There is consensus among researchers that encouragement matters and plays a critical role in engaging more young women and girls in computing. Here are some key highlights from published research studies, and follow-up tips on practicing encouragement.
Effective feedback gives students information they actually use to increase their learning and improve their performance. It should employ a “growth mindset” that focuses on developing intelligence through effort, practice, and “wise feedback” that spurs additional effort.
Technology is a fast-growing, high-paying, creative field. Here are 10 ways that you, as a family member, can encourage the girls in your life to study, and have a career in, computer science and related technology fields.
These tips will help you to engage students in your computing courses and retain them in the major. These ideas and examples are drawn from theory and research conducted by social scientists who study issues related to diversity and retention in computing. Methods range from encouraging words to inclusive classroom environments.
Recruiting diverse students to computing requires that you spark their interest, build their confidence they can succeed, create a community where they feel like they belong, and help them see themselves as a “computing person.” This Top 10 list offers practices that help you recruit high school girls to your computing courses.
Inspired by teachers creating Bitmoji virtual classrooms, NCWIT has assembled a set of interactive elements to help teachers make all students feel welcome and to maintain and enhance their interest in computing. By adding the elements to their own virtual classrooms, teachers can maintain a positive classroom climate, show students “possible selves” in computing, maintain student interest, and show them career and other opportunities (including NCWIT opportunities, of course).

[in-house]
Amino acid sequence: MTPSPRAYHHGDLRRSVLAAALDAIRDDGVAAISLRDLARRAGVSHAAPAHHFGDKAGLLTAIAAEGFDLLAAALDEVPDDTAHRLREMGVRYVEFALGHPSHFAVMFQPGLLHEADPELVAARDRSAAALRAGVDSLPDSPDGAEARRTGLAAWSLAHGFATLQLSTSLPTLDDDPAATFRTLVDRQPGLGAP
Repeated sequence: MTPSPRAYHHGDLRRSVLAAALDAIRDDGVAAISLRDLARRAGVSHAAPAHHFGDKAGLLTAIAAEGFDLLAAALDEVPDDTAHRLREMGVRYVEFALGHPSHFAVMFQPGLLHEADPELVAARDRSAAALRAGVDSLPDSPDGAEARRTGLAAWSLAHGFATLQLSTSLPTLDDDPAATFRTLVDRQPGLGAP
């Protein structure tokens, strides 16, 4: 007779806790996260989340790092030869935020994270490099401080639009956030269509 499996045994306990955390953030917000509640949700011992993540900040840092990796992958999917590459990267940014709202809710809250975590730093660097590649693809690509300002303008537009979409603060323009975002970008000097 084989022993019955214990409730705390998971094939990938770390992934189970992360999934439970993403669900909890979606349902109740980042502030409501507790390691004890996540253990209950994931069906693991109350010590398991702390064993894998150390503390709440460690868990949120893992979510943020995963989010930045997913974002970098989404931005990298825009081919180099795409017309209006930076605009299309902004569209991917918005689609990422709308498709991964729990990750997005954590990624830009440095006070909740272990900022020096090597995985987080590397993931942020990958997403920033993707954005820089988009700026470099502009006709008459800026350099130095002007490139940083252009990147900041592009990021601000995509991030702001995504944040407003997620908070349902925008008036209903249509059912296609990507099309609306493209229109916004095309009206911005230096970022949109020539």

Use this slide deck, with its short videos (~3 min) and discussion questions, to learn about the complexity of gender, the concept of intersectionality, and how to have productive discussions about race.
Schools across the country and around the world are working to increase access to quality CS education. But while CS classes and opportunities are expanding, too many students — especially girls, Black, Latino and Native American youth — feel like it’s not for them. As a result, the whole world misses out on the diverse perspectives needed to fuel innovation and drive change. The insights and tools in this kit will help ensure all young people understand the value of a CS education and feel welcomed and empowered to succeed
Click here to view the accompanying PowerPoint deck.
This workbook will help educators and influencers understand the research-based reasons why a diverse range of girls are less likely to take computing courses in high school. High school teachers are provided with actionable recommendations for creating recruiting and outreach interventions that work.
By Lecia Barker, Ph.D. University of Colorado Boulder Associate Professor and Angela Cleveland, MS Ed, M. Ed, MA, NCWIT Counselors for Computing Program Director
This article was originally published in WSCAlink